Trautwein and Jon Emling, senior vice president for government affairs at RILA, both expressed concern the long-term effects of the health care reforms could negatively impact retail hiring or act as a potential disincentive for retailers to grow or to offer employee health insurance.

“What we’re hearing from our RILA members is almost universal expectations that costs will increase,” Emling said.

Still, smaller employers might have the trickier task before them as the whole of the health care landscape reacts to the new regime.

“Health reform not only puts new requirements on them as employers, but also requirements on insurance companies,” said Barry Schilmeister, a partner in the health and benefits unit at Mercer, a human resources consulting firm owned by Marsh & McLennan Cos. Inc., an insurance provider. “That’s going to be particularly challenging for smaller companies. Many of the larger companies have already put in plans that meet many of the new coverage requirements.”

Midsize companies and their owners, who typically register the firm’s profits on their personal tax returns, could be particularly hardhit by costs of health reform. Small companies will receive a tax credit of up to 35 percent to help cover the costs of health insurance.

“They defined small businesses as those that have fewer than 25 employees and an annual average wage of less than $40,000 a year,” said Marc Federbush, partner in charge of the apparel and textile services group at New York City accounting firm Anchin, Block & Anchin. “That doesn’t really cover a whole lot of guys here in the city. The government seems to think the entire country is one big pot and they say if you make more than $200,000 of earned income, you’re wealthy.”

By 2018 there will be a 40 percent excise tax on top-tier health insurance policies, dubbed “Cadillac plans.” But it’s not just the types with golden parachutes who have the premium policies — executives at smaller firms might also have coverage that qualifies.

Federbush said owners would ultimately pass the reform package’s higher costs on to their employees.

“My guess is that they’ll try to do more with fewer people,” Federbush said. “It’s just going to continue to make it more difficult for the importers and the wholesalers to stay profitable. I don’t think this will put the nail in the coffin, but it’s just going to continue to make them a little bit weaker.”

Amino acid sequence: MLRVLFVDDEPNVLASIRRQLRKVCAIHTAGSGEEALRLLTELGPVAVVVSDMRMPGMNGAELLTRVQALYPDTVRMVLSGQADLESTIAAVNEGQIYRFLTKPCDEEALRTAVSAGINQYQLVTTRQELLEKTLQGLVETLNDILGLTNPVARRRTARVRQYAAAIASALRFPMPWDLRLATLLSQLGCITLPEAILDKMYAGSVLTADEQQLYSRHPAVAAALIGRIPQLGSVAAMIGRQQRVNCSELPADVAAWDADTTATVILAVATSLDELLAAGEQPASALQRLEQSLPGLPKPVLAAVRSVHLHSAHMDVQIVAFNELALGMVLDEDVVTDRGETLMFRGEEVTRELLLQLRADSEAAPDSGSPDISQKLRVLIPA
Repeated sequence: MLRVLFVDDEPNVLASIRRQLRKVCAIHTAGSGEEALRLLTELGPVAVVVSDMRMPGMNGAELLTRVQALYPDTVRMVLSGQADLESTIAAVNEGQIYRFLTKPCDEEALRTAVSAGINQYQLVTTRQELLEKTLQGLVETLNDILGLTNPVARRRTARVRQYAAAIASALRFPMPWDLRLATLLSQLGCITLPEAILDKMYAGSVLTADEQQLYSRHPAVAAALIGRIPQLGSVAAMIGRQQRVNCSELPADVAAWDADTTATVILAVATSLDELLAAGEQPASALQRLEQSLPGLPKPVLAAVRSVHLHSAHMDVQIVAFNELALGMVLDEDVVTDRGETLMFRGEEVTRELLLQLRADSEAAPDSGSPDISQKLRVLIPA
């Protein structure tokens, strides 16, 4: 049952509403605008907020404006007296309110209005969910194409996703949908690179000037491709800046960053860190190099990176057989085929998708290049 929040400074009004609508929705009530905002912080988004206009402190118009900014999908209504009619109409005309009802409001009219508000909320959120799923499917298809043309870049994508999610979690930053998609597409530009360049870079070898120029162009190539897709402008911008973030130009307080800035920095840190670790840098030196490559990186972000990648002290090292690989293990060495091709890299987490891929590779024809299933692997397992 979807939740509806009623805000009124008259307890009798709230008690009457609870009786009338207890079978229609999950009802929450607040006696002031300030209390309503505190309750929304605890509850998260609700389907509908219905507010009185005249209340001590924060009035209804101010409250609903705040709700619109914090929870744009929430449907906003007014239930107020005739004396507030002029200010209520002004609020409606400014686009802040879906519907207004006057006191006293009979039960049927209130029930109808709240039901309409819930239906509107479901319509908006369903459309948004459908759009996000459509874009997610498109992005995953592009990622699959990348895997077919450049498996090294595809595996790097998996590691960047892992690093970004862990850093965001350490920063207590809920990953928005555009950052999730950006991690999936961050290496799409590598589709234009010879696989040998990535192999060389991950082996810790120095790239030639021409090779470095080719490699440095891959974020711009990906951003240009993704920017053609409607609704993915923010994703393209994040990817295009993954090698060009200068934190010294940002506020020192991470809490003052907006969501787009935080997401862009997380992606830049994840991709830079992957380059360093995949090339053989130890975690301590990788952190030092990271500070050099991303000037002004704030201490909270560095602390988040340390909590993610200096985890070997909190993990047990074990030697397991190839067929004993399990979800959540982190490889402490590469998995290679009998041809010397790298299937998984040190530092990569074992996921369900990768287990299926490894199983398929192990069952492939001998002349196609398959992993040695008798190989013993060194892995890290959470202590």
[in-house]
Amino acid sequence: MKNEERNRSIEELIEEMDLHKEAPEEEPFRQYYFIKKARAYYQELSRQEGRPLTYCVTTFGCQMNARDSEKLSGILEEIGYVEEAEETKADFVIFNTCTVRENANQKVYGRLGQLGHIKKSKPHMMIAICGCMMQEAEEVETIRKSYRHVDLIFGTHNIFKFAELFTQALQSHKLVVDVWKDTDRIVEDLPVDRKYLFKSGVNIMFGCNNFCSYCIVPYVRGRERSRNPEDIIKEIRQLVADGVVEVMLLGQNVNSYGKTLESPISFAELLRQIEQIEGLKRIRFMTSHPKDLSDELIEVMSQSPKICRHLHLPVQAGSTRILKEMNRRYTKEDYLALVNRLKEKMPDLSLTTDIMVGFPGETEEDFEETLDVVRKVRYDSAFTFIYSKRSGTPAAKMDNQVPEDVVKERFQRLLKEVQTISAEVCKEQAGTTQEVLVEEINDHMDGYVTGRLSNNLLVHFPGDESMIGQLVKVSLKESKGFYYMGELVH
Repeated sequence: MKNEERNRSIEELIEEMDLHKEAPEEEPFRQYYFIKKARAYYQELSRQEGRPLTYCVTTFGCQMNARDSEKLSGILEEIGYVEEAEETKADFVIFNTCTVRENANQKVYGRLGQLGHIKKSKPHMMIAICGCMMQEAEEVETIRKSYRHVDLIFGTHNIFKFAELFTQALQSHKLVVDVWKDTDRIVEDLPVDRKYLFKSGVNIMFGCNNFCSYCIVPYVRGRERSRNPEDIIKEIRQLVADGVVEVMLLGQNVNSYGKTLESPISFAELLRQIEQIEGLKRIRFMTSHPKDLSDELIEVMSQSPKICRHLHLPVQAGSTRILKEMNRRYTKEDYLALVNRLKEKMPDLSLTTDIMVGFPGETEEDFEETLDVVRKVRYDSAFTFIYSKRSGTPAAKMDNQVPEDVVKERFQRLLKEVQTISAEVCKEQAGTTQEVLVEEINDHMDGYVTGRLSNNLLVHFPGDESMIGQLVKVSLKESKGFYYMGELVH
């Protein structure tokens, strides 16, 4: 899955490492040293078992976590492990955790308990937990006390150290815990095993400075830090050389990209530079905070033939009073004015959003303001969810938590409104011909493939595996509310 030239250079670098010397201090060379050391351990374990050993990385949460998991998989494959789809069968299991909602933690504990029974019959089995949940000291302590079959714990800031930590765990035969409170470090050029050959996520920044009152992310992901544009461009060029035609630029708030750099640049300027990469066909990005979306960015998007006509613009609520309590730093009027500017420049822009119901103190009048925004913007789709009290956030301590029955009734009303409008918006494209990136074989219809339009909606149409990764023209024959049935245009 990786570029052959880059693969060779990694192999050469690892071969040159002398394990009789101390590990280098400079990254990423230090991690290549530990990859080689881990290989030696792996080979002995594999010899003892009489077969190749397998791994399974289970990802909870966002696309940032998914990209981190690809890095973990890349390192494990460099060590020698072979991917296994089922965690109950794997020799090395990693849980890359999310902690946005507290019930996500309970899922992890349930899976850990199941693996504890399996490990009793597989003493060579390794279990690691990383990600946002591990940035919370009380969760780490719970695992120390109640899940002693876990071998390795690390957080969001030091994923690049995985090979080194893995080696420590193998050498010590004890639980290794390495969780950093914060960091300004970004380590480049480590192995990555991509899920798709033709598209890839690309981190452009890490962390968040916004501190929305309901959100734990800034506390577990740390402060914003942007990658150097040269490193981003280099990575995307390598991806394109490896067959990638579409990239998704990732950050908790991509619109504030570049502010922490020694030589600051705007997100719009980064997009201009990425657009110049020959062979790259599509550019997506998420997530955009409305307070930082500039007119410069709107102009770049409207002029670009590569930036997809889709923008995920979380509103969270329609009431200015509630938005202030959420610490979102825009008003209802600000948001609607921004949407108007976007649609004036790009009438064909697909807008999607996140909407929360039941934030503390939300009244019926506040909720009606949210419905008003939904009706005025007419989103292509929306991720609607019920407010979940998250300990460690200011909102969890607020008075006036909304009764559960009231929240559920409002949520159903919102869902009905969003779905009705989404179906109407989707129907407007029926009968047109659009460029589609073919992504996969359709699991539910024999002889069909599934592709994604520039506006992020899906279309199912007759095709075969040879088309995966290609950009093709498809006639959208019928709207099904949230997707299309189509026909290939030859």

Health care reform can be boiled down to how many people have access to or are covered by the new system, how good the care is and how much it costs.

“This seems to have gone for the coverage leg of the three-legged stool, hoping the quality stays there,” said Leon Nicholas, director of retail insights at Kantar Retail. “I don’t see much in the way of real cost control and therefore I don’t see how this doesn’t effectively extend the burden of higher costs to more people. People in general want to see their society be healthier, but whether or not state mandates get you there is another question.”

Still, the reforms could bring benefits that many don’t see now.

Mike Moriarty, partner and head of the retail practice at management consultant A.T. Kearney, said the process would help midsize companies better find coverage by increasing transparency and reduce health care price inflation as fewer people turn to emergency rooms for primary care.

And then there are the roughly 40 million uninsured people who might spend more freely if they had a health care safety net, giving them more disposable income.

“You’re going to see increased velocity of money, people aren’t going to stick money into a mattress in case they get sick or break a leg or something,” Moriarty said. “If in a year or two years’ time, each of those individuals spent 100 bucks, that’s $4 billion. Getting more money flowing into the economy will be a positive influence of the health care bill.”